The statue, which is actually titled “Imperator Traianus” depicts the Roman emperor Trajan (Marcus Ulpius Nerva Traianus Augustus), in full nudity while “holding” a mash up animal composed of the body of the Capitoline Wolf and the head of the Dacian Draco. Vasile Gorduz, the artist of this statue, created three copies:
1. One located in Sevilla, Spain
2. One located in front of Academia di Romania in Rome, Italy
3. The latest located on the steps of the National Museum of Romanian History in Bucharest, Romania.
The latter is a bronze cast made based on a plaster model of the artist. It weights ~ 0.5 tons with a height of 2.15 meters (7.05 ft) and it cost ~45,000 €
Personal point of view:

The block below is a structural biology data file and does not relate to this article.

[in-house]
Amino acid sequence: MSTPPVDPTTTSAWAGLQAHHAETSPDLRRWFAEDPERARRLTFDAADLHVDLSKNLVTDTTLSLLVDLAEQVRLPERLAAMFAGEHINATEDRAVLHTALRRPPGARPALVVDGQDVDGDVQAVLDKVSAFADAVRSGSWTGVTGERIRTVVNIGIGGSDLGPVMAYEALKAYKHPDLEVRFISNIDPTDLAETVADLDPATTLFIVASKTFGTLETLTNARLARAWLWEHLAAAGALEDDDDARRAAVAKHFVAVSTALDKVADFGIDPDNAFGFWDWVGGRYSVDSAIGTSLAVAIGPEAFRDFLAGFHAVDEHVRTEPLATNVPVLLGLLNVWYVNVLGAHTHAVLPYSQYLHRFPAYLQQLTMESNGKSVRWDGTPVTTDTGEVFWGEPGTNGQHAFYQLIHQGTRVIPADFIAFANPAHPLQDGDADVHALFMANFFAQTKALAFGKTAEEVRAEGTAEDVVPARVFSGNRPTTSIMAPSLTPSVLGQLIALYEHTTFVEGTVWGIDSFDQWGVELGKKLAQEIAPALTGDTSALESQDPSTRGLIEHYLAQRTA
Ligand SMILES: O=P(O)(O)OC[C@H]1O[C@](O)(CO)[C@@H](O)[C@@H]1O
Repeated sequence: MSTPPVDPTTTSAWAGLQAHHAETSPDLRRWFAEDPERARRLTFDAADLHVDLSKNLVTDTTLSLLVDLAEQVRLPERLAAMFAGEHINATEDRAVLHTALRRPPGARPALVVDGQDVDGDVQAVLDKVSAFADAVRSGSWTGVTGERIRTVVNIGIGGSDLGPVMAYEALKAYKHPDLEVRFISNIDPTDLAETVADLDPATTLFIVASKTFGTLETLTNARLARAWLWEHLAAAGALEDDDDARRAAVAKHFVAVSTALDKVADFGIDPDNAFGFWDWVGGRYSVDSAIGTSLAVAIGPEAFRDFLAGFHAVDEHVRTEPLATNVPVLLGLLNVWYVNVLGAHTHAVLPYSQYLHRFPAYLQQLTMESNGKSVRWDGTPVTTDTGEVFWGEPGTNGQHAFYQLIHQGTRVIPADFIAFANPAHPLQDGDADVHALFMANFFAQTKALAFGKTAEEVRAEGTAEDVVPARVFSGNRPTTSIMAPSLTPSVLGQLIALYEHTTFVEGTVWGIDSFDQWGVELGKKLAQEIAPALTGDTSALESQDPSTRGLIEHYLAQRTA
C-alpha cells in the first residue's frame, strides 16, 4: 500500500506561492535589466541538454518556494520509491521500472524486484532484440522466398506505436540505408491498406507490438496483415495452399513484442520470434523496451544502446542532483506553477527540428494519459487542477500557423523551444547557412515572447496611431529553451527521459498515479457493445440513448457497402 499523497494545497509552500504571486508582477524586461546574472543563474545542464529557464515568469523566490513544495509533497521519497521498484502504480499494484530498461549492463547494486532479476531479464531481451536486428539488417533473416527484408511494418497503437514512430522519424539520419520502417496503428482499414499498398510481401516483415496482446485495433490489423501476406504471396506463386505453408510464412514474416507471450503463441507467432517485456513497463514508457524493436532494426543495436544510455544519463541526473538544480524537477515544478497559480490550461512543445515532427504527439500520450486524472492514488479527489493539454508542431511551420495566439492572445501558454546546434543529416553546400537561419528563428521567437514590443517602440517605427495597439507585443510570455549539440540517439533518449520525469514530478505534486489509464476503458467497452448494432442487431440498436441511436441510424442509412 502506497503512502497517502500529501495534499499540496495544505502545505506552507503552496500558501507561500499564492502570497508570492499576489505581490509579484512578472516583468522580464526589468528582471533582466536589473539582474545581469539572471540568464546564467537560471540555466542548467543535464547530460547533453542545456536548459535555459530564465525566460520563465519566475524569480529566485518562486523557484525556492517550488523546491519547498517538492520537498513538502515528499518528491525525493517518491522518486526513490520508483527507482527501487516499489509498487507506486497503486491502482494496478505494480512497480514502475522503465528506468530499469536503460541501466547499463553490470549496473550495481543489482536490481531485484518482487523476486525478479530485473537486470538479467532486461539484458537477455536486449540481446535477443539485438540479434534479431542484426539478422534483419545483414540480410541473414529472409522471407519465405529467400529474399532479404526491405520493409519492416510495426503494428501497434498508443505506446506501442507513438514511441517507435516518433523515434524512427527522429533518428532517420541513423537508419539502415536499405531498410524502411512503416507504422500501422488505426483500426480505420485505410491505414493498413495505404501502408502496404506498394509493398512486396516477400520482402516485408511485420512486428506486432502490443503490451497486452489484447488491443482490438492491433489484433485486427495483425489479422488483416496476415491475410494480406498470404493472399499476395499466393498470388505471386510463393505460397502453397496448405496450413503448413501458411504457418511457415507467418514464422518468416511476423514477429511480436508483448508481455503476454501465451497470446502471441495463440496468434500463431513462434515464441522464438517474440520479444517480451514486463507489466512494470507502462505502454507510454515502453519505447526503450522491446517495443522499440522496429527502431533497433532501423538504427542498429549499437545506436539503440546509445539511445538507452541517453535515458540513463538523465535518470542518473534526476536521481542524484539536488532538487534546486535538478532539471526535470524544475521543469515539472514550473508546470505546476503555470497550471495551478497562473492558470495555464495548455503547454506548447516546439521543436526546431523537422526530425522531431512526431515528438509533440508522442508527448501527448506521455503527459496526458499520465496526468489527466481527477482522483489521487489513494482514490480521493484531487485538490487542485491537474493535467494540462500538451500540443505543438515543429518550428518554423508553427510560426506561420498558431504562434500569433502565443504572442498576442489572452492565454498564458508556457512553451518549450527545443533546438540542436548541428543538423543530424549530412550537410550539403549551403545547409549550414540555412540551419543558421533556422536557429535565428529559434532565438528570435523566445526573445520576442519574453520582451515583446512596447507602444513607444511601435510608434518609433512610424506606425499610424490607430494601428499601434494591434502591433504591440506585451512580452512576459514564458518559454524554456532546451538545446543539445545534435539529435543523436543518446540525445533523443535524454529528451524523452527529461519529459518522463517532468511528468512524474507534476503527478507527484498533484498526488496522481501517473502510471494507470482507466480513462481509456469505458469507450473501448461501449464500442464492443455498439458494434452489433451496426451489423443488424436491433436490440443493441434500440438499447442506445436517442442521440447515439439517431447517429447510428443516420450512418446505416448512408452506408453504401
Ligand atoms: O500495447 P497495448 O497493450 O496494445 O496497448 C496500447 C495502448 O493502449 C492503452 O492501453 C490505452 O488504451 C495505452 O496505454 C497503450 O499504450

The news articles depicting the controversy surrounding the statue in Bucharest suggest it is not liked mainly due to the nudity. The Deutsche Welle, among others, even has the audacity to conclude that the “Romanian public cannot make the difference between a naked walking passenger and a statue“ (reference here). To add to the insult, Horatiu Pepine (the author of the article) is suggesting the “Romanian public still displays the outrage experienced by the first to art exhibitions of modernist, cubism surrealist, expressionist, etc.”. As always a reference is made to the foreign public which appreciated and accepted the statue as great art, enforcing the Romanian notion that if it is approved by a foreign, it is something good, dismissing the hypothesis that perhaps the natives of Bucharest have a deeper understanding of what great esthetics and art really are and that apparently these are not found in Vasile Gorduz’s statue.